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Energy

Energy regulator decides against moratorium on new data centres connecting to grid

The CRU reserves the right to block new data centres in the future to “protect security of supply”.

IRELAND’S ENERGY REGULATOR has decided against implementing a moratorium on new data centres connecting to the national grid in a decision published today.

The Commission for Regulation of Utilities, which is responsible for regulating energy and water in Ireland, will not be imposing a moratorium at this time.

However, it has reserved the right to put one in place in the future if it deems it a necessary move to “protect security of supply”.

Instead, the CRU is directing EirGrid and the ESB Network to implement a specific set of assessment criteria for processing data centre grid connection applications.

In its decision document, which was expected to be published last month, the CRU outlines that there is an “evolving, significant risk to electricity security of supply in Ireland”.

“A significant contributory factor to this risk is a large increase in electricity demand presented by the growth of the data centre industry,” the CRU says.

The CRU is concerned that continuing to allow data centres to connect to the electricity network in accordance with current arrangements will significantly impact the CRU’s ability to comply with its statutory obligation to protect the security of supply of electricity by ensuring that the electricity system can meet the reasonable demands of all consumers, including the demands of existing data centres.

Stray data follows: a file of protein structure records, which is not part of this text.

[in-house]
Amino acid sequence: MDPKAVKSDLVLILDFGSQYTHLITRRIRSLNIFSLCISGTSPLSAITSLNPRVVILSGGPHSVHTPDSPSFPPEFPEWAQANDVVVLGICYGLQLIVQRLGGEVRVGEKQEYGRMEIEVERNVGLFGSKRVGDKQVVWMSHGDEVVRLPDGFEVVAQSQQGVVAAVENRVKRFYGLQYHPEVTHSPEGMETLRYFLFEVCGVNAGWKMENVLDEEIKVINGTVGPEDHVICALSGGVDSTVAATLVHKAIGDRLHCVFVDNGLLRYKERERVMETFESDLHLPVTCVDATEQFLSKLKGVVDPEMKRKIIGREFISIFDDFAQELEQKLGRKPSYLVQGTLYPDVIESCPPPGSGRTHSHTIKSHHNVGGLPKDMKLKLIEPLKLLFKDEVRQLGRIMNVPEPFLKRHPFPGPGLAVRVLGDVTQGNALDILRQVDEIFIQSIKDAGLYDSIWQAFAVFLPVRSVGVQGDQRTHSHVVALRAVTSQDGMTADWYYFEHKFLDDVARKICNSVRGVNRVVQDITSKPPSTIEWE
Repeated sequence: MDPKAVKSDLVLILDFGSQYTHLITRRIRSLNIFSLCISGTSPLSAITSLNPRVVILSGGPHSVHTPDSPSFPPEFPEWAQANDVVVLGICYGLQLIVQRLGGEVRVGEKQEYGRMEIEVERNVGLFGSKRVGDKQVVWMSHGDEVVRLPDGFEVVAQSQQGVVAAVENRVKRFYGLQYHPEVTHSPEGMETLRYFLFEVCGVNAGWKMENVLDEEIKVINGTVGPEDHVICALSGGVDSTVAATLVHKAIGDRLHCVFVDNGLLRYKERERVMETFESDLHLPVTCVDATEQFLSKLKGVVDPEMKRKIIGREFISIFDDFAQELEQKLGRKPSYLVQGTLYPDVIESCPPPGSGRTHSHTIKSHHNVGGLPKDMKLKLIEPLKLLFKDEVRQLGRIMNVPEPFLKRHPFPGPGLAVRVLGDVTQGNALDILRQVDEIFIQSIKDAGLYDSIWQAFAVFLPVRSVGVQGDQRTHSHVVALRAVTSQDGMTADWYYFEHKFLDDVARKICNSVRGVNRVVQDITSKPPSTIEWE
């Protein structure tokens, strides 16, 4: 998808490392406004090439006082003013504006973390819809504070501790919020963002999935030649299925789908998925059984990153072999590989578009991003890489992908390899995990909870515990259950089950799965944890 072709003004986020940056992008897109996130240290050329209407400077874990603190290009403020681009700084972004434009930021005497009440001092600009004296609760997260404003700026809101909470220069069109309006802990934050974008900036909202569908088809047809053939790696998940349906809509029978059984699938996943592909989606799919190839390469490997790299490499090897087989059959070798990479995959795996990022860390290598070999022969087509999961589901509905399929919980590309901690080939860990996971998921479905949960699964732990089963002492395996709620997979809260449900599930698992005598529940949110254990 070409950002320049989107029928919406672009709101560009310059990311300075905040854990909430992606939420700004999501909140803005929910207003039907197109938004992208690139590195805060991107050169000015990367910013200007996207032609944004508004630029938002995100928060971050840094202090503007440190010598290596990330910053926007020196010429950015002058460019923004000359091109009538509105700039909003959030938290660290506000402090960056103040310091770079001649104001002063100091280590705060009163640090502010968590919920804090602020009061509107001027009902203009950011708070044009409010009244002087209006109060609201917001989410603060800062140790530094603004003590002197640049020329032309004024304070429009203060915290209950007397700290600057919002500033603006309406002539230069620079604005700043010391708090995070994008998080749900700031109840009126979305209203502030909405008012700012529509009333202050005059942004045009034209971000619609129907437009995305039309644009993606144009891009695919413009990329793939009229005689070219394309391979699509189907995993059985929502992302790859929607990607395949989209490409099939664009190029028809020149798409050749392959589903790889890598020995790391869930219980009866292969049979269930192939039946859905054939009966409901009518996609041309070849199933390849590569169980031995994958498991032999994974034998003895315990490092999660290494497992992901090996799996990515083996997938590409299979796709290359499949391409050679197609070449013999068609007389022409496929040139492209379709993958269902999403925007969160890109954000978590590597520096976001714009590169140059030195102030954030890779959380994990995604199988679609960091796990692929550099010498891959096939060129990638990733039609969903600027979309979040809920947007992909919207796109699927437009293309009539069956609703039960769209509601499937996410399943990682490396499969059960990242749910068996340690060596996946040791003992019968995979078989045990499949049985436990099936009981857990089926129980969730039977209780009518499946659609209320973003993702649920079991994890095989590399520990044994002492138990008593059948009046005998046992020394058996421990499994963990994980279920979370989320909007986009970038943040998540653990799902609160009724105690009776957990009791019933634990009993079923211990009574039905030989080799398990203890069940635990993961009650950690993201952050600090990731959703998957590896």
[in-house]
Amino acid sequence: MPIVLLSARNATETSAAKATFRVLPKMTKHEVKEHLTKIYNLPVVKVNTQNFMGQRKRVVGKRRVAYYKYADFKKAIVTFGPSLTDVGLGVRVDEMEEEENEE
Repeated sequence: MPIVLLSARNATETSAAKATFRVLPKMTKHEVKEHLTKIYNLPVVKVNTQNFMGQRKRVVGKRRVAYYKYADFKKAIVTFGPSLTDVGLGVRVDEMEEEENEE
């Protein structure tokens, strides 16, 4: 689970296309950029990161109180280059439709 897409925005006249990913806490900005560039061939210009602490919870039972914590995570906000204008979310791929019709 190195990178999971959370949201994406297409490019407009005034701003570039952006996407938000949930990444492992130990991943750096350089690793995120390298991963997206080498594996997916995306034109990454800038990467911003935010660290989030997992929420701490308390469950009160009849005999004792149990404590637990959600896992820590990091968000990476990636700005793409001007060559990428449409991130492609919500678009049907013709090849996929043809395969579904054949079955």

At present, the electricity system in Ireland is “experiencing a generation delivery shortfall resulting in an imminent threat to security of supply”.

The CRU has told EirGrid and ESB Networks to consider the following criteria for whether new data centres should be allowed to connect to the grid:

  • The location of the centre and its region in the electricity system
  • The data centre’s ability to generate and/or store energy greater than its demand
  • Its ability to be flexible in its demand by reducing consumption if requested to do so

Earlier this year, an all-island analysis of energy generation capacity published by EirGrid and SONI found that predicted long-term demand for Ireland is significantly influenced by the growth of large energy users, particularly data centres.

The generation capacity statement said that data centres need a large amount of power – around the same as a large town.

It said the demand from data centres could account for 27% of all of Ireland’s energy demand by 2029.

In a submission to the CRU, the Department of Enterprise wrote that it agreed that a ‘do nothing’ option “would not be sensible”, but also that a moratorium would be “disproportionate and inequitable given the positive role they play in economic development”.

The Sustainable Energy Authority of Ireland (SEAI) told the CRU that it believes “all opportunities to introduce flexibility to the system should be explored before consideration is given to a moratorium”.

However, Friends of the Earth Ireland, a campaign movement against pollution, submitted that “although the CRU notes that data centres may provide certain economic benefits, it is important to underline that such benefits would be entirely undermined by a more costly, insecure, high-emissions system that runs counter to climate obligations”.

Friends of the Earth was “concerned” that the CRU had rejected the option of a moratorium “outright with a short explanation that other mechanisms can instead be employed”.

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